If you are now the CEO

June 29, 2010
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Imagine that you are now the CEO. Further imagine that your organization is underperforming. Worse yet, your organization has low employee morale, high labor turnover, declining market share, falling profits, competitors that are under-pricing you, and constant criticism from your board of directors, investors and investment analysts.

Sound like a fun job? What are you going to do?

Imagine that you are now the CEO. Further imagine that your organization is underperforming. Worse yet, your organization has low employee morale, high labor turnover, declining market share, falling profits, competitors that are under-pricing you, and constant criticism from your board of directors, investors and investment analysts.

Sound like a fun job? What are you going to do?

You start building. How different would this challenge be than accepting a head coaching position for a college sports team that has been winless for the last four years? You begin looking for the athletes who want to win. But that is not enough. You need to grow talent and lead them to work with each other.

Being a CEO is not much different.

Starting the rebuilding journey
Where do you begin? There is no road map. There is no stepwise sequence. So many things need to get fixed. When you are alone, in solitude, you need to dwell on the right vision and mission for the organization from which to formulate your strategy. That is your primary job – to set direction. Everyone will want to know your answer to the question, “Where do we want to go?”

You don’t have to fully decide yourself. That is what your executive team is there for – to bounce your ideas off. They may not all want to get on the bus with you. Choose quickly who should stay with you – and who should not. It is not going to be an easy journey.

You have so many secondary jobs besides just direction setting and strategy formulation. And there is little time to delay. Of course, there are dozens of best-selling books on leadership. Perhaps one will provide you a winning formula. If it were my decision, I would create a culture for metrics. You cannot manage what you cannot measure.

I suggest you also create a culture of manager and employee involvement. My favorite methodology for this is constructing a strategy map and quickly delegating to your managers the task of identifying a few manageable projects, as well as the core processes, to implement and improve. Also, ask them to propose the key performance indicators (KPIs) that can be monitored to assess the progress of achieving the strategic objectives in your strategy map. The KPIs will monitor those same projects and core processes. The benefit of this approach is that your managers and employees will have ownership of the actions and more easily accept the accountability they will be responsible for. You asked, “Where do we want to go?” They must answer, “How are we going to get there?” and also “How are we doing on what is important?”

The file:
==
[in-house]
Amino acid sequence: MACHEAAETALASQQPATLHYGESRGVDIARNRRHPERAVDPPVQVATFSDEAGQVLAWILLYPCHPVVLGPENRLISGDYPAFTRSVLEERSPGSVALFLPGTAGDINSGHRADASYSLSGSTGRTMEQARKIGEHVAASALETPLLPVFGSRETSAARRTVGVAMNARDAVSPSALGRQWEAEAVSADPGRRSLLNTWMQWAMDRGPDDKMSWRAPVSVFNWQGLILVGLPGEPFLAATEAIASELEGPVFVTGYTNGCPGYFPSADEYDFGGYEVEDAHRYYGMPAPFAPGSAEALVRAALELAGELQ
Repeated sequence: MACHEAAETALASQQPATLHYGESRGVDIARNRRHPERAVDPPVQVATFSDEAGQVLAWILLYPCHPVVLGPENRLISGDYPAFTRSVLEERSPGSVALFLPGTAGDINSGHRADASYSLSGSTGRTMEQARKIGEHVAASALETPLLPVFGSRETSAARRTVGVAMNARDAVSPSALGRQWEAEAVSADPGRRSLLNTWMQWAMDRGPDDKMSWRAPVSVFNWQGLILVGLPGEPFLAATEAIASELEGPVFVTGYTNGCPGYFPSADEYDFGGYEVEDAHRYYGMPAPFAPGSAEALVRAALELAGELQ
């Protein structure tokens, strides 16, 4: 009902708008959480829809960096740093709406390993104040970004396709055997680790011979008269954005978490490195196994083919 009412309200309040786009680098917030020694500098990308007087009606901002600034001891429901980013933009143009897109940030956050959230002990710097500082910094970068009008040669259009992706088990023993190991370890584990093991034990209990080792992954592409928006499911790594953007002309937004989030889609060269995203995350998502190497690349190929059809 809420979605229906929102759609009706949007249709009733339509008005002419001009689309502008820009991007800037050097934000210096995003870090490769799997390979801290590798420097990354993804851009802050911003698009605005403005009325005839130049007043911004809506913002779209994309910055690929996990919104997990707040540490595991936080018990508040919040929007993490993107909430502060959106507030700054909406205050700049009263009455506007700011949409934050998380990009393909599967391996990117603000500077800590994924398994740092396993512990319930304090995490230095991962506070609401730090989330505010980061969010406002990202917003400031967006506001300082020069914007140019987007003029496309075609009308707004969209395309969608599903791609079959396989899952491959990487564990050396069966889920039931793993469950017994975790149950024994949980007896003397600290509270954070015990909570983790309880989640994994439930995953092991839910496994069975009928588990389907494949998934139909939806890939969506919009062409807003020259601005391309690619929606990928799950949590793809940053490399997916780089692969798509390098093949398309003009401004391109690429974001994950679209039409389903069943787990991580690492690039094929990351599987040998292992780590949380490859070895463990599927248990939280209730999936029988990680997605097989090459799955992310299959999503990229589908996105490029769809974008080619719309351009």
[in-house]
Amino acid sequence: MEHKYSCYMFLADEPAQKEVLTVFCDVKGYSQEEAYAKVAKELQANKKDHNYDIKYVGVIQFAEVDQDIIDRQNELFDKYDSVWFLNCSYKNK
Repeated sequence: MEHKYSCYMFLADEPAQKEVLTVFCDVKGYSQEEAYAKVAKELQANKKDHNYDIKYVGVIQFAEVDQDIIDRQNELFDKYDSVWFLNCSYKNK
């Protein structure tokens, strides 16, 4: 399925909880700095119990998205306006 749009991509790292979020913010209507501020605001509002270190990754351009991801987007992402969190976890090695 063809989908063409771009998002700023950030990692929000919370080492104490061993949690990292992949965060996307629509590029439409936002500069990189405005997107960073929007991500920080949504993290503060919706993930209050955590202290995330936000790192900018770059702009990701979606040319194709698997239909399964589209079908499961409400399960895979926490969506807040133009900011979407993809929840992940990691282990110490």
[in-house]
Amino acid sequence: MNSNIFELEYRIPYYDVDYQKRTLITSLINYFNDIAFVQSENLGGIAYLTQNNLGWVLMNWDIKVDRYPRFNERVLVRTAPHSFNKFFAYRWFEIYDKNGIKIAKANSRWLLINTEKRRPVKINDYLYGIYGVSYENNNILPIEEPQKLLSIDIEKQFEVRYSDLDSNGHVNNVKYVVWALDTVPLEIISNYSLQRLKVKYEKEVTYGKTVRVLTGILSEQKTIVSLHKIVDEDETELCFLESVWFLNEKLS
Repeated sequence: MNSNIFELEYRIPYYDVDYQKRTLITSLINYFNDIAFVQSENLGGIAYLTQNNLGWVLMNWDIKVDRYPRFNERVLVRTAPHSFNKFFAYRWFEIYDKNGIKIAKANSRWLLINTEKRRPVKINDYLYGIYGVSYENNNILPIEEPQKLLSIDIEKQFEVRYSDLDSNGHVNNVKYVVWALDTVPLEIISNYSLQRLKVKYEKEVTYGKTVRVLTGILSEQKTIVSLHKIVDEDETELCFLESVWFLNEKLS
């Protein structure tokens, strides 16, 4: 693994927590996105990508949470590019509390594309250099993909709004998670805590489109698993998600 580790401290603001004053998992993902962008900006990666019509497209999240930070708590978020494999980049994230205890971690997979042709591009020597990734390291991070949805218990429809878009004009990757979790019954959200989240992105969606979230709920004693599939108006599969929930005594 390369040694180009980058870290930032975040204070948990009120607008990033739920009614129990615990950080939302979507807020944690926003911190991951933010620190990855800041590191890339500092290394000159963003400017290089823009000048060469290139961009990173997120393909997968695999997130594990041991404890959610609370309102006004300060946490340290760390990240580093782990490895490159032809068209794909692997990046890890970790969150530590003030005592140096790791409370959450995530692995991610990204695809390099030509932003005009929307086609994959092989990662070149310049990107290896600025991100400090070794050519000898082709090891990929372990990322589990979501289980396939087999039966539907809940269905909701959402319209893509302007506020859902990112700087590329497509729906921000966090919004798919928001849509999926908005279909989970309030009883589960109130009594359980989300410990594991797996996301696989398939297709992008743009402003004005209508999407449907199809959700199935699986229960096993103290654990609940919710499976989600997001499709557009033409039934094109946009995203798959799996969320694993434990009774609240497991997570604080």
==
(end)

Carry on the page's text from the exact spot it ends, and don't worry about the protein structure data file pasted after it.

You cannot get there without customers
Are you done? No. What about your customers? You can try to make them all happy. However, my suggestion is to first identify which types of customers to retain, to grow, to win back and to acquire – and which types not to. You are not a charity organization; you have shareholders expecting financial returns from your business. You do not want to just grow sales. You want to grow profitable sales. This will require measuring, reporting and analyzing customer profitability and their future potential value. Treat customers as investments in a portfolio. The ones with the highest financial return will translate into increasing the rate of shareholder wealth creation. This can silence the criticism of your board of directors and the investment community.

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